It’s easy to get caught up in project management in terms of your organization or the sector you work in. Project management is such a broad term and sometimes you might forget just how widely it is used, and often for admirable causes. Chris Hines MBE, who many of you will remember for his keynote speech at the APMG-Showcase in June, runs an organization called A Grain of Sand. A Grain of Sand is about delivering and driving positive change.

As a global community, Chris believes we’ve got some massive challenges facing us like poverty, environmental issues and how we feed the world. There are 6 billion of us living and working on this planet, and Chris says that without project management, these challenges aren’t going to be properly addressed.

 

Awarded an MBE for services to the environment in 2008, Chris has lead a number of environmental projects, from the well-known Eden Project in Cornwall to Surfers Against Sewage which has helped improve bathing water quality standards across the UK.

At the APMG-Showcase, we asked Chris why project management and stakeholder support is so important  to his campaigns, and how he negotiates to get effective results.

Why is good project management so important?

My name is Chris Hines, I run a company called a Grain of Sand which is about delivering and driving positive change and it’s great to be here at the APMG event because project management and programme management are essential to making the world tick. We’ve got some massive challenges facing us from poverty, through to water, how we feed the planet to how six billion of us work and live on this little tiny planet. Without project management, that just isn’t going to happen. That’s why I’m here, to share some of the lessons I’ve learned through running organizations such as Surfers Against Sewage and then working at the Eden Project as Sustainability Director. The lessons I’ve learned from there are also applicable here but also I’m looking forward to learning other stuff that, from being here and listening to some of the speakers and people at the Birds of a Feather, I’m going to learn as well.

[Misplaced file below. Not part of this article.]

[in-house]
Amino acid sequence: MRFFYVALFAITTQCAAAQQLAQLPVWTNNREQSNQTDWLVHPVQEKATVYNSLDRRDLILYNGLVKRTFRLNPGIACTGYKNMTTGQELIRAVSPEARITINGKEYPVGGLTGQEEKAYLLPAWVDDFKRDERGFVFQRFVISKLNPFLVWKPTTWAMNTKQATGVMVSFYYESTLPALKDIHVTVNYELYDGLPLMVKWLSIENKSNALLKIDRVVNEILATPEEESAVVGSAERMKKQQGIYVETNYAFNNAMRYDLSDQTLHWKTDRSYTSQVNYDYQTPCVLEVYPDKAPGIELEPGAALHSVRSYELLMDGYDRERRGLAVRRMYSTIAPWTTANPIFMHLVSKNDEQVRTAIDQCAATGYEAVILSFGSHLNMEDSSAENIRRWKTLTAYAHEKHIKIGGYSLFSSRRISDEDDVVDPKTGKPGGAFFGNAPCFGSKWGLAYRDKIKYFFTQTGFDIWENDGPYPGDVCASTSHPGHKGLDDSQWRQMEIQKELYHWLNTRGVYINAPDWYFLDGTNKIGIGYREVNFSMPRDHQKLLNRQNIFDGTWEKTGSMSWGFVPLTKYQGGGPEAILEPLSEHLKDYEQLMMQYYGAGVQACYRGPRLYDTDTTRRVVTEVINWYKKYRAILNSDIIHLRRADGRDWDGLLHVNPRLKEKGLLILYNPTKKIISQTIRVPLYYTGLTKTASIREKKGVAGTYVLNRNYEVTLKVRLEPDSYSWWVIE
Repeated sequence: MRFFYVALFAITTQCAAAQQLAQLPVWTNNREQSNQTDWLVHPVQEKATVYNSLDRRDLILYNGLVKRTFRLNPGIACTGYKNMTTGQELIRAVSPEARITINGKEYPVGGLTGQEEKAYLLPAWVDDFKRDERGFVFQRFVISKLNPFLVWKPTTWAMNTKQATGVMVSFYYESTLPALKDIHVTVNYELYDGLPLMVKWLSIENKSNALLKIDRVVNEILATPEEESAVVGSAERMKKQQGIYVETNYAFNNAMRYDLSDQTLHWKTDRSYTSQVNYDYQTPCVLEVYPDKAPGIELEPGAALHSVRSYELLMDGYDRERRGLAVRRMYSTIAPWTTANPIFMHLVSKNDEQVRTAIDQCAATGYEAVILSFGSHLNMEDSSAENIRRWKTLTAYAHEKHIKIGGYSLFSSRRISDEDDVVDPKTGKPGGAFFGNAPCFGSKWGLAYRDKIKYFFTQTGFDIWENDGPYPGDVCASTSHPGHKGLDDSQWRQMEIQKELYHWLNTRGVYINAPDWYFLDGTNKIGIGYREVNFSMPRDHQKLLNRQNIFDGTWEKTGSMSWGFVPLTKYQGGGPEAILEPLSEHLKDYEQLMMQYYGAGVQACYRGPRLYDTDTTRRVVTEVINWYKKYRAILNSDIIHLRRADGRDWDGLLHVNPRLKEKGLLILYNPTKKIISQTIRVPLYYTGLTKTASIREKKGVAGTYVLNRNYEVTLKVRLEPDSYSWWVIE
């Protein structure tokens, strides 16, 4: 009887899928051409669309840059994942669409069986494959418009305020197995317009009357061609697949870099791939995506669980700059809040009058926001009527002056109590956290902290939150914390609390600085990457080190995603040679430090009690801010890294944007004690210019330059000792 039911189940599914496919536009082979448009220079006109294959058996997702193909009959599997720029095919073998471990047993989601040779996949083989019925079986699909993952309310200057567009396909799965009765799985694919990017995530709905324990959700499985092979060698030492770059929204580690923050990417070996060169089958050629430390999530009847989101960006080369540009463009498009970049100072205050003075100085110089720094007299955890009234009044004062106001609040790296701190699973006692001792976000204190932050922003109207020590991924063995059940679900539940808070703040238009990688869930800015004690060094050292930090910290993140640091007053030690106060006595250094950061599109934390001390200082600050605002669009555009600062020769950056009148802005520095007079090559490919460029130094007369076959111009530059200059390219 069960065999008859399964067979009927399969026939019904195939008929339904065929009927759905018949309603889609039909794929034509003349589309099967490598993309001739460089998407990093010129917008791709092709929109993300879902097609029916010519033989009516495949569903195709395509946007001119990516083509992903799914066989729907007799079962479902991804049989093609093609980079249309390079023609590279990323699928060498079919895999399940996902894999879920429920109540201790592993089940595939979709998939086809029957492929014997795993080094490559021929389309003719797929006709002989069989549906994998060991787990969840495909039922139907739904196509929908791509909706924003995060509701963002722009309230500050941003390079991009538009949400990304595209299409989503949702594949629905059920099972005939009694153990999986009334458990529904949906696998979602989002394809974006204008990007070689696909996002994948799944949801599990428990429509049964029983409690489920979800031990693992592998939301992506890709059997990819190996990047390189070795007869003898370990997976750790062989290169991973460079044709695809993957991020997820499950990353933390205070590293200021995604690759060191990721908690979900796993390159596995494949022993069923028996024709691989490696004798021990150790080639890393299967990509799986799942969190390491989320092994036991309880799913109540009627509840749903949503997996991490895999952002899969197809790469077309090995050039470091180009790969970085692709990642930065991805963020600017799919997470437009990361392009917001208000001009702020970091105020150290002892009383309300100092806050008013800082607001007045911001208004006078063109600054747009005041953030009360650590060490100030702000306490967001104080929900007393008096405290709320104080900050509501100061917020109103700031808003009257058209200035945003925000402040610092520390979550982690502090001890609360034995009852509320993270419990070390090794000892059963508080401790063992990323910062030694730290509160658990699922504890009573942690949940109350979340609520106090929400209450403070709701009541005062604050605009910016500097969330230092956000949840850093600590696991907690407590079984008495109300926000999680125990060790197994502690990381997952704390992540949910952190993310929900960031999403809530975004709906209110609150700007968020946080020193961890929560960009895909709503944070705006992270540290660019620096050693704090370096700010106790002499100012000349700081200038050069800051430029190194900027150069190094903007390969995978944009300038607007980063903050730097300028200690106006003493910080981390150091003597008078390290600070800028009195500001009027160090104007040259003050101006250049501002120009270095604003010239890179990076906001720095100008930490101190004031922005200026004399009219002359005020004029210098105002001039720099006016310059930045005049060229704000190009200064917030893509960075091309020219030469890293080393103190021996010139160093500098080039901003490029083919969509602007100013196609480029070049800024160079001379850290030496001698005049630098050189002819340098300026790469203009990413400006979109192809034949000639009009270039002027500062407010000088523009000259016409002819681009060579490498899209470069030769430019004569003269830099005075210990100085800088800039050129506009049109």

How do you negotiate effectively?

Knowing the aim is essential and for us as a campaign organization we knew our aim but we also had to understand what the aim of the water company was, what the aims and the pressures applied to water companies and all the other stakeholders are. When you do that, it’s not that you compromise, it’s that you understand and you maybe have to negotiate the way through. So maybe you can’t get everything you want in the timescale you want but maybe you get it by being reasonable and engaging. I think that was true with some water companies and some of the companies showed a greater level of intelligence and understanding that we weren’t going to go away and they needed to work with us. Both Welsh and Wessex Water clearly showed that and that was through good management, good leadership and understanding where they wanted to go as well. Also, through our negotiations with people like the European Commission and over at the Houses of Parliament, understanding what the political pressures were and helping to change those in a way. If there were no votes in sewage and cleaning up the sea then they weren’t going to do anything. In a way, what we did was to drive up the votes at which point the politicians felt they were able to do something and they were able to help us achieve what we wanted to achieve.

Is it important to get senior stakeholders on side?

I think it’s important to get a senior stakeholder but again if you think about how you’re going to negotiate with a senior stakeholder you’ve got to press the buttons that make them come onside, think about what their pressures are and what the aims are that they need to be delivering. I can remember once when we organized this event called Africa Calling, part of the Live Aid conferences, I had booked three helicopters and I needed to book another and the finance director freaked at me. He said, “Who is this one for?!” and I said Angelina Jolie. He went, “OK, that’s fine.” So sometimes you need to think what it is and why you’re doing it, so that little negotiation went very well. I could have got in deep water but it was fine.